Could Leanne Wood enable Plaid to challenge Labour in Wales like the SNP has in Scotland?
By Jon Lansman
Nominations closed today in the race for the leadership of Plaid Cymru with Leanne Wood emerging as the 4-5 favourite according to online bookmaker Paddy Power. She faces three of her fellow assembly members in the contest — former MP and now AM for Mid and West Wales, Simon Thomas, another former MP and leader in the 1980s, Lord Elis-Thomas, and Elin Jones, former Welsh rural affairs minister and, at evens, probably her main opponent.
Coming from the Labour heartlands in South Wales and with an impressive range of backers, Leanne Wood is clearly the Left candidate, with strong links in and some appeal to the Welsh Labour movement. Elin Jones, on the other hand appeals more to the traditional nationalist wing of Plaid, and is playing up the commitment to independence. The question for Labour is whether Leanne could enable Plaid not only to recover from their setback as last year’s assembly elections, but also to make serious inroads into Labour’s core support as Alex Salmond’s SNP has done in Scotland. The answer must be: quite possibly.
Leanne’s supporters include popular and widely-respected former left-wing MP Adam Price (once tipped as Plaid’s next leader himself), from two of the seven AMs who are not themselves candidates, Bethan Jenkins and Lindsay Whittle; from Allan Pritchard, the Plaid leader of Caerphilly Council; from one of Plaid’s three Westminster MPs, Jonathan Edwards; from Gwenllian Lansdown Davies, Plaid Cymru’s former chief executive; and from Cerith Griffiths, the FBU’s chair for Wales. And she has an energetic following of her own. Leanne was, in the past, an enthusiastic supporter of working closely with the Labour Left and is still involved in the joint initiative, Celyn.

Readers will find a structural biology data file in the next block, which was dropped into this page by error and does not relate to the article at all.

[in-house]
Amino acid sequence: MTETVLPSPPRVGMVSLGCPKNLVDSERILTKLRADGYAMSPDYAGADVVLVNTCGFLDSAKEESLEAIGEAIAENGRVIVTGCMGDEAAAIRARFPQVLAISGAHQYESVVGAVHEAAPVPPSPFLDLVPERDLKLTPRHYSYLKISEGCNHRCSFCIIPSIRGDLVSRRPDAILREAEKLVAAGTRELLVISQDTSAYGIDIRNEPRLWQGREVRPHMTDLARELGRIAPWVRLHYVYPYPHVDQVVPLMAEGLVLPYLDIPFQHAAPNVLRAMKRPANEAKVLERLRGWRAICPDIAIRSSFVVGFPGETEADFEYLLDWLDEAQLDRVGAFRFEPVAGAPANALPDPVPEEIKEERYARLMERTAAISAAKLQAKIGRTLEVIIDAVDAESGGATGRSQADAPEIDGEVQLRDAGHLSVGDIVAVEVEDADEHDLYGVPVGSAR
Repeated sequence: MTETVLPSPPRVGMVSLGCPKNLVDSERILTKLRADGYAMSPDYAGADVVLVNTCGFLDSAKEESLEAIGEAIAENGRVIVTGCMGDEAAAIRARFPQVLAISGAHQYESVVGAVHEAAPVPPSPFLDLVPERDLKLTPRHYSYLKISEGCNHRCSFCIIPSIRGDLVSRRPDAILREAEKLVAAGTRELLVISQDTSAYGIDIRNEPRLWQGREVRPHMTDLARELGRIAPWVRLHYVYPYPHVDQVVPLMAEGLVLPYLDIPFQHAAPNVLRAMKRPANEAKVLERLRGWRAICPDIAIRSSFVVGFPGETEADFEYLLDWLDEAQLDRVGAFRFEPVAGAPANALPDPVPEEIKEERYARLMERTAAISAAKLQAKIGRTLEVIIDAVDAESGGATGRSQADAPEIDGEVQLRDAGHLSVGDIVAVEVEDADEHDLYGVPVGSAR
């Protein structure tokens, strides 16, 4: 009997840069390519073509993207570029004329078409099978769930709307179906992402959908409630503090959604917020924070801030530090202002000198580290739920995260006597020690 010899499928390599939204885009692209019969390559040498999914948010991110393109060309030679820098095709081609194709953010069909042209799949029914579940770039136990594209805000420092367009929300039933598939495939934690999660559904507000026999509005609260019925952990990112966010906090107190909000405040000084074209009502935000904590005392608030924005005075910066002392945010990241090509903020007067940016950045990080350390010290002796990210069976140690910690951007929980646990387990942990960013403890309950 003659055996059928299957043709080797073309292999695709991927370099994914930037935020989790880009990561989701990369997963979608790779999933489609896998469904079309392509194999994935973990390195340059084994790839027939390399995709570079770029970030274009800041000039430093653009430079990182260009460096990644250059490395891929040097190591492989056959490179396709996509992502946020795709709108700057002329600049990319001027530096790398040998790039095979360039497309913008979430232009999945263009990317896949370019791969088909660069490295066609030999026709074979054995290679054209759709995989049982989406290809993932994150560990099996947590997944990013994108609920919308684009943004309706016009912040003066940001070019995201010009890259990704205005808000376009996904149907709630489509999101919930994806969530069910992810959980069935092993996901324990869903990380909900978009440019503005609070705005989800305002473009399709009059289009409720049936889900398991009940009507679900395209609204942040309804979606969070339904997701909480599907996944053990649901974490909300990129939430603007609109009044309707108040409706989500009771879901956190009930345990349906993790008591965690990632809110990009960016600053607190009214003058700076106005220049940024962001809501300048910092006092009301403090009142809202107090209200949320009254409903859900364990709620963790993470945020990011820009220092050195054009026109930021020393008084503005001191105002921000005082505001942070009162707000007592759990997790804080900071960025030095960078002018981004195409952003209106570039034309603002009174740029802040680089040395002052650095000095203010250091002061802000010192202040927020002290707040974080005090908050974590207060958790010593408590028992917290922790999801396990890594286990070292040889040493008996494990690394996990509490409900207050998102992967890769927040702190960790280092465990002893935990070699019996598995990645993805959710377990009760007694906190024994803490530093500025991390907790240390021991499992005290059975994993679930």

Last year, Plaid suffered the consequences of a term of Coalition government with a Welsh Labour party that had, under Rhodri Morgan, put clear red water between itself and New Labour. Poorly differentiated from Labour, and in the context of a Tory-Liberal Coalition in London, Plaid lost 4 seats in the 60-seat assembly. Now governing Wales alone, Labour is being forced to make substantial cuts whilst, in Westminster, Labour is announcing that “the starting point….is we’re going to have to keep all these cuts” when it returns to government and accept real-term cuts in public sector pay in the meantime.
There is no doubt that a Left-led Plaid could appeal to disaffected Labour core voters. The success of the SNP in Labour’s Scottish heartlands will encourage that. A yes vote for Scottish independence or even “devo-max” would further enhance Plaid’s appeal to the wider electorate, even if they stopped well short of backing independence. Some might say that the amount of “clear red water” between Welsh Labour and UK Labour has diminished. and Labour in London has no commitment yet to devolve power within the party to Wales as it has to Scotland. Leanne Wood is clearly a good socialist and we wish her well, but Labour would do well to face up to the implications of her victory.
This article is republished from Left Futures